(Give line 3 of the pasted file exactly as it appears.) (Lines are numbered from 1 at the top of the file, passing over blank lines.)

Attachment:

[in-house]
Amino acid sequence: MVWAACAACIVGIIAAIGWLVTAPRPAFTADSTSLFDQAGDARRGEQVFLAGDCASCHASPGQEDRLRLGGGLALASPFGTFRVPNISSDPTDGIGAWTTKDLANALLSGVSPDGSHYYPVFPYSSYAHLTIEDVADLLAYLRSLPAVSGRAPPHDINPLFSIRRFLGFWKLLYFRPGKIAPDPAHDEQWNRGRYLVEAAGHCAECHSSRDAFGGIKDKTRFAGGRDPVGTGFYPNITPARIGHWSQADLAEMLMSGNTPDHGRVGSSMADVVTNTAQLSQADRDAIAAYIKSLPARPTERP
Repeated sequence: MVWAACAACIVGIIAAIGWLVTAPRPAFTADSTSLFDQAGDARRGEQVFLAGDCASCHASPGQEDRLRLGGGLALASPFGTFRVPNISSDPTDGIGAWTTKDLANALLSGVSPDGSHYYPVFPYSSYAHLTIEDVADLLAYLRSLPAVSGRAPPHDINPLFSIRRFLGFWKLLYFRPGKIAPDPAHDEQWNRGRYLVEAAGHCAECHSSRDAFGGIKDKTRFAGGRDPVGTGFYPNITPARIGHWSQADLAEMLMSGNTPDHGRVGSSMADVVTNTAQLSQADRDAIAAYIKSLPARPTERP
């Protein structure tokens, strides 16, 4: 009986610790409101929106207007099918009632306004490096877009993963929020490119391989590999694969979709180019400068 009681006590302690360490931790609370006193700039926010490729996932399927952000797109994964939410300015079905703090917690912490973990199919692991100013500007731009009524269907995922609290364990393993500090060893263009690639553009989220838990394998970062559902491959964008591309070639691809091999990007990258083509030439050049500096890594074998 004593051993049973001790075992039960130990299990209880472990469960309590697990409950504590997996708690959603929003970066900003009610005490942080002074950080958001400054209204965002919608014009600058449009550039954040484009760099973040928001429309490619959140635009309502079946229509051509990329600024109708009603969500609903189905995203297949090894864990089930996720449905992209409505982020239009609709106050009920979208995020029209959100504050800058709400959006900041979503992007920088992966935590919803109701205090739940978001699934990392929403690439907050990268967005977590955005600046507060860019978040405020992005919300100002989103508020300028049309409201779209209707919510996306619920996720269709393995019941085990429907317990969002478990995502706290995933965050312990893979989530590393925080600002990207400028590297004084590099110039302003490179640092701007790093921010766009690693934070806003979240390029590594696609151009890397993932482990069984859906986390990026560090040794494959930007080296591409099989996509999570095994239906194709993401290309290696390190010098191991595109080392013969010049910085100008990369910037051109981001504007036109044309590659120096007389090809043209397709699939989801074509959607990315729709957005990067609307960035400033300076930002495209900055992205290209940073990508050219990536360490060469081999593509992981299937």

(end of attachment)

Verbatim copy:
Repeated sequence: MVWAACAACIVGIIAAIGWLVTAPRPAFTADSTSLFDQAGDARRGEQVFLAGDCASCHASPGQEDRLRLGGGLALASPFGTFRVPNISSDPTDGIGAWTTKDLANALLSGVSPDGSHYYPVFPYSSYAHLTIEDVADLLAYLRSLPAVSGRAPPHDINPLFSIRRFLGFWKLLYFRPGKIAPDPAHDEQWNRGRYLVEAAGHCAECHSSRDAFGGIKDKTRFAGGRDPVGTGFYPNITPARIGHWSQADLAEMLMSGNTPDHGRVGSSMADVVTNTAQLSQADRDAIAAYIKSLPARPTERP